Recently, I put forward three opinions of mine that I felt were not likely to be shared by many in the Horror community. As I explained at the time, I have never minded swimming against the tide of popular opinion, and had I not limited myself to three such opinions, then the article would’ve been a book. But if I had made the list four opinions long, then the fourth might have been the most controversial of all—I happen to think that Halloween III: Season of the Witch is a pretty good movie.
Now, before effigies of the Unimonster are lit ablaze for this heresy, let me explain. In 1982, I was as disappointed and angered as everyone at the blatant head-fake on the part of everyone connected to the film, especially John Carpenter and Debra Hill, who made it a condition of their involvement in the project that it not be a sequel to the first two films, thus forcing the decision to not have Michael Myers in this movie. As with most fans, in the days before spoilers, scripts, even the completed films could be leaked on the internet months in advance, I went into the theater for Halloween III expecting to see my favorite Slasher once more carving his way through the population of Haddonfield, Illinois. And like most, if not all, fans, I left unhappy with what I watched.
Halloween III was quickly forgotten in the flood of much better Horror films that seemed to appear on a weekly basis in the 1980s. In time Michael himself would return to the screen, in the aptly named Halloween 4: The Return of Michael Myers, and all would once more be right with the franchise. Well, as right as it could be when discussing the Thorn trilogy films. And for most of the next twenty years, I seldom thought about Halloween III; I certainly didn’t go out of my way to watch it again.
In October 2000, however, I began collecting Horror movies, in order to occupy my mind and fill my time in the wake of my divorce. The collection was to have no boundaries; new, old, good, or bad, if it was a Horror film, then I wanted it. As a consequence of that choice, I was forced to reevaluate my opinions on a number of movies. Some that I had once loved had aged badly in the years since I had last seen them, leaving me sadly disappointed. A few, however, like fine wine had improved with age, developing a character and quality that had eluded me upon my initial exposure years earlier. Halloween III is one of these.
In 1982 I was too focused on what the movie was not to appreciate it for what it was. The eighteen-year-old Unimonster wanted a Michael Myers Slasher film and didn’t get one. The fifty-seven-year-old Unimonster looks at it on its own merits, and sees a good movie, one capable of entertaining even so jaded a viewer as me. Not perfect, not a great film by any standard by which one might choose to measure it. Then again, most films aren’t. Viewers are content with most movies if they can simply be described as “good.” If I watch Halloween III today and see a good movie, how did I not see it then?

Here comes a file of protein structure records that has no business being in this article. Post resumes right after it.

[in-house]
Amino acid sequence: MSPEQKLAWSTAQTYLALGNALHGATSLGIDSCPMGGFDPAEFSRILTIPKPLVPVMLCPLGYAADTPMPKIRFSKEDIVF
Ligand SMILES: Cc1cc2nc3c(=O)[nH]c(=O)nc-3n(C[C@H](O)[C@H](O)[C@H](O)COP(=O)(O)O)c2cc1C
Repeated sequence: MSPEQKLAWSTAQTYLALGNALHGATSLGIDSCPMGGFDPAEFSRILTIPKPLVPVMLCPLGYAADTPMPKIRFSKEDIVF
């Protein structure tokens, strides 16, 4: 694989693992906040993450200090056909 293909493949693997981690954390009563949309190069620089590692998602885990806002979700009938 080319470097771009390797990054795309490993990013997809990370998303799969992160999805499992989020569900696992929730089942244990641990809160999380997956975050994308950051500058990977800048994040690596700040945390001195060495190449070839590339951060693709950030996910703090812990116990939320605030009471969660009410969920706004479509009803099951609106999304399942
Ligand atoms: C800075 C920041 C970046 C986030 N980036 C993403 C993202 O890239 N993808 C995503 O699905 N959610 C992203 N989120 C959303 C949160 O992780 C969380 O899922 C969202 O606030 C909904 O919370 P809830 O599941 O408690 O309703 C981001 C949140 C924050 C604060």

It has long been my contention that there was only one real mistake made in the development of the third Halloween movie, and that was making it a Halloween movie in the first place. Had it simply been titled Season of the Witch, without a misleading connection to the Michael Myers Halloween
I’m not saying that the movie doesn’t have problems quite apart from the expectations of the audience going in. The plot has holes large enough for the cast to walk through; said cast, with the possible exceptions of Tom Atkins and Dan O’Herlihy, not so much stumbles as they meander listlessly through their performances; and the Silver Shamrock jingle, carrying the signal that will activate the deadly microchips in the masks, is so annoying one finds oneself wishing that it did actually melt brains, if only for some relief.
But those negatives are balanced against some very positive points. The concept is very good, even if the execution was somewhat lacking. The masks, created by Don Post Studios, were very effective, and are still popular among fans and collectors. And while most of the performances left quite a bit to be desired, both Atkins and O’Herlihy were on point. Tom Atkins is one of my favorite actors, and he doesn’t disappoint here, and Dan O’Herlihy can chew scenery with the best of them.
Halloween III will never be a favorite of mine and will always rank near the bottom of the list when it comes to the Halloween franchise, with only the two Rob Zombie efforts earning a lower score. On its own, however, it can surprise a viewer. Just forget how bad Halloween III was and open your mind to how good Season of the Witch can be.